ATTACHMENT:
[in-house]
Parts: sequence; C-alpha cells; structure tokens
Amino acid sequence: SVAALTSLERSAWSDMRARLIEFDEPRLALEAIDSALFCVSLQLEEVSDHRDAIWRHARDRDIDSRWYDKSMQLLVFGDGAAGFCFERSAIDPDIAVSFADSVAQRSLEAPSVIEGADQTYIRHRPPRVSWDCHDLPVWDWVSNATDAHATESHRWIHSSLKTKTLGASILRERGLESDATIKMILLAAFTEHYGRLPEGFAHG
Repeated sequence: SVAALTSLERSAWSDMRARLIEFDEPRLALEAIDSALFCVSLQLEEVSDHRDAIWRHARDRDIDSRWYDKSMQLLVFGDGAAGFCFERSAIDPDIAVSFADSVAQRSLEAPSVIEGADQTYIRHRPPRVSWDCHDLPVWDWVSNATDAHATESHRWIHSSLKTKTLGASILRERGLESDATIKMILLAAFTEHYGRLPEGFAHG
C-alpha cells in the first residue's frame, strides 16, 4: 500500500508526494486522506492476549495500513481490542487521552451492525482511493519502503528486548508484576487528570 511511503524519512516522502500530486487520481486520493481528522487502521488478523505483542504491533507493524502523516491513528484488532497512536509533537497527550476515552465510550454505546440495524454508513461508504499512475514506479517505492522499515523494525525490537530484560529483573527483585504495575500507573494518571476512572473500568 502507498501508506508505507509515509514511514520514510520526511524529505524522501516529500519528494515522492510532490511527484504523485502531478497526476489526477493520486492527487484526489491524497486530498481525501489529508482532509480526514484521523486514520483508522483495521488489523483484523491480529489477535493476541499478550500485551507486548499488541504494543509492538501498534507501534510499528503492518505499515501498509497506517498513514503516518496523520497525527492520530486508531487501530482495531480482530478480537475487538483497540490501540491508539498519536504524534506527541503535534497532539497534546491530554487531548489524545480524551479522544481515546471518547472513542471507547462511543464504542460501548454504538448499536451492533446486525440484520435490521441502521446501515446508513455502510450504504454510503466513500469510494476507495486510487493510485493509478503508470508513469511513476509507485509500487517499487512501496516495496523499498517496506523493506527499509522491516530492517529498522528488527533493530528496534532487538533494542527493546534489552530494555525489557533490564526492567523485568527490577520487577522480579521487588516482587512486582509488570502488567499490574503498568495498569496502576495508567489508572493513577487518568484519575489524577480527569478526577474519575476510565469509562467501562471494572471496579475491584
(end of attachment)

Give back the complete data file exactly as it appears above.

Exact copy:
[in-house]
Parts: sequence; C-alpha cells; structure tokens
Amino acid sequence: SVAALTSLERSAWSDMRARLIEFDEPRLALEAIDSALFCVSLQLEEVSDHRDAIWRHARDRDIDSRWYDKSMQLLVFGDGAAGFCFERSAIDPDIAVSFADSVAQRSLEAPSVIEGADQTYIRHRPPRVSWDCHDLPVWDWVSNATDAHATESHRWIHSSLKTKTLGASILRERGLESDATIKMILLAAFTEHYGRLPEGFAHG
Repeated sequence: SVAALTSLERSAWSDMRARLIEFDEPRLALEAIDSALFCVSLQLEEVSDHRDAIWRHARDRDIDSRWYDKSMQLLVFGDGAAGFCFERSAIDPDIAVSFADSVAQRSLEAPSVIEGADQTYIRHRPPRVSWDCHDLPVWDWVSNATDAHATESHRWIHSSLKTKTLGASILRERGLESDATIKMILLAAFTEHYGRLPEGFAHG
C-alpha cells in the first residue's frame, strides 16, 4: 500500500508526494486522506492476549495500513481490542487521552451492525482511493519502503528486548508484576487528570 511511503524519512516522502500530486487520481486520493481528522487502521488478523505483542504491533507493524502523516491513528484488532497512536509533537497527550476515552465510550454505546440495524454508513461508504499512475514506479517505492522499515523494525525490537530484560529483573527483585504495575500507573494518571476512572473500568 502507498501508506508505507509515509514511514520514510520526511524529505524522501516529500519528494515522492510532490511527484504523485502531478497526476489526477493520486492527487484526489491524497486530498481525501489529508482532509480526514484521523486514520483508522483495521488489523483484523491480529489477535493476541499478550500485551507486548499488541504494543509492538501498534507501534510499528503492518505499515501498509497506517498513514503516518496523520497525527492520530486508531487501530482495531480482530478480537475487538483497540490501540491508539498519536504524534506527541503535534497532539497534546491530554487531548489524545480524551479522544481515546471518547472513542471507547462511543464504542460501548454504538448499536451492533446486525440484520435490521441502521446501515446508513455502510450504504454510503466513500469510494476507495486510487493510485493509478503508470508513469511513476509507485509500487517499487512501496516495496523499498517496506523493506527499509522491516530492517529498522528488527533493530528496534532487538533494542527493546534489552530494555525489557533490564526492567523485568527490577520487577522480579521487588516482587512486582509488570502488567499490574503498568495498569496502576495508567489508572493513577487518568484519575489524577480527569478526577474519575476510565469509562467501562471494572471496579475491584